How To Prevent Driver Fatigue
Whether it’s a truck driver hauling your next load on a long delivery or a someone driving back from a business trip they didn’t sleep a wink during, they probably have one thing in common: driver fatigue. This comes about when a driver has had a lack of physical or mental energy and their performance dwindles. This commonly due to lack of sufficient sleep. And the reason behind that can be a number of things (working too many hours, stress, insomnia or sleep apnoea, etc.). However, no matter the reason, drivers fatigue can be a fatal hazard to both the driver and any victim driving nearby. So what can be done when one is fatigued while driving?
Try to make it a goal to get a good night’s sleep every night. Try not to drive when your body is naturally drowsy. If you’re so sleepy that you may fall asleep behind the wheel, choose a safe place to pull over and rest. It’s better to take a nap on the side of the road than to cause harm to you or someone else.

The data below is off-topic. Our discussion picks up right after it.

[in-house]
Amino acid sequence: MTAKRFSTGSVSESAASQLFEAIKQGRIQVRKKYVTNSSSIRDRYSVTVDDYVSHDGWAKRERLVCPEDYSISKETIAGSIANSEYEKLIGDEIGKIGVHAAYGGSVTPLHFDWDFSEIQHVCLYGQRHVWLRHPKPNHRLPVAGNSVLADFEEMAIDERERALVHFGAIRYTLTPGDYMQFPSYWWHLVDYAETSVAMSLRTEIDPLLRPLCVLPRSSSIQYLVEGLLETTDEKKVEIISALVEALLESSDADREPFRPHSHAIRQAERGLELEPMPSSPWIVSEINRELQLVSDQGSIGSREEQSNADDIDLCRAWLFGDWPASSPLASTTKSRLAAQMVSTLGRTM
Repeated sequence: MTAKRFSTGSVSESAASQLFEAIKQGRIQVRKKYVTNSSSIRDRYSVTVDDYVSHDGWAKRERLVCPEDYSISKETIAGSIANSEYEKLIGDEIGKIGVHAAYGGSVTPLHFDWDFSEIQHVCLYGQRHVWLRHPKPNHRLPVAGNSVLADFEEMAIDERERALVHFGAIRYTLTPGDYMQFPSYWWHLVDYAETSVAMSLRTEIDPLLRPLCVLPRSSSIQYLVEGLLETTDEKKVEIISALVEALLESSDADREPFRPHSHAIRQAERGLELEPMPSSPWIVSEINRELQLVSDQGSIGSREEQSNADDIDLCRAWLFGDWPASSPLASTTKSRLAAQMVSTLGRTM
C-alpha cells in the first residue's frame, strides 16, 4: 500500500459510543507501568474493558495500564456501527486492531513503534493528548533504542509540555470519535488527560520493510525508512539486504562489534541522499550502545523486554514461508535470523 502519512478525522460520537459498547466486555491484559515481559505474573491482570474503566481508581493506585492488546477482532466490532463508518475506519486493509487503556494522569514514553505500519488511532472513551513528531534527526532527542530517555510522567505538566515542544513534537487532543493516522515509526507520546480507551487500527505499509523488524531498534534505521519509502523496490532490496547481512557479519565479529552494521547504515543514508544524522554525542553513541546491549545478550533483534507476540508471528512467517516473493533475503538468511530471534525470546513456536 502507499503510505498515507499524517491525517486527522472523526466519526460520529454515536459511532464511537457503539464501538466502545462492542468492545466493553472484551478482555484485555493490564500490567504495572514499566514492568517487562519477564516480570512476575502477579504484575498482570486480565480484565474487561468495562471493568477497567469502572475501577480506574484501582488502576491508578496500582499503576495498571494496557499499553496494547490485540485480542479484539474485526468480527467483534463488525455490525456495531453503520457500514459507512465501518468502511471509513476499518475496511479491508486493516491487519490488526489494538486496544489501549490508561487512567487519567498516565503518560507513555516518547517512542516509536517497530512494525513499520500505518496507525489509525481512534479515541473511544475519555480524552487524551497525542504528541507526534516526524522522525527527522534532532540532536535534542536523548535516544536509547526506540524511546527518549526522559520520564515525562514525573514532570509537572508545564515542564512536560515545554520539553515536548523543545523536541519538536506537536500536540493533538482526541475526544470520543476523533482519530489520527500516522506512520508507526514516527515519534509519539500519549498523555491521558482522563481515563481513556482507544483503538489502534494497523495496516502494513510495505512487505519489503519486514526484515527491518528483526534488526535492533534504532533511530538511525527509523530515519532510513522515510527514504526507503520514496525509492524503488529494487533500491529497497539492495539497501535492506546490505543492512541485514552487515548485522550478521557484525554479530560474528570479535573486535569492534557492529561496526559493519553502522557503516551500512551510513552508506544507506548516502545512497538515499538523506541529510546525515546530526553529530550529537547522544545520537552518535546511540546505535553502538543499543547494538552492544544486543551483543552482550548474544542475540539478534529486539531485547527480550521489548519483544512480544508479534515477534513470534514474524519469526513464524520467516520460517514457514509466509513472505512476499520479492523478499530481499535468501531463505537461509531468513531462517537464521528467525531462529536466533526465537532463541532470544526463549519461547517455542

Naps Aren’t Just for Kids
Taking a short nap is a great way to get an energy boost. When feeling drowsy or less alert while driving, take a nap in a safe spot you can stop at. Naps should consist anywhere from 10 minutes to 45 minutes. Always try to give yourself at least 15 minutes to wake up after your nap before you resume driving.
Know the Symptoms
- Sore or heavy eyes
- Delayed reaction times
- Not concentrating on your driving
- Driving speed creeps up or down
- Loss of motivation
“Alertness Tricks” Don’t Work
Any kind of alertness trick you can think of (smoking, turning up the radio, slapping yourself, drinking coffee, and opening the window) aren’t the best cures for fixing drowsiness. They can help for a little bit, but that fatigue is still there and it’s dangerous. When in doubt, nap.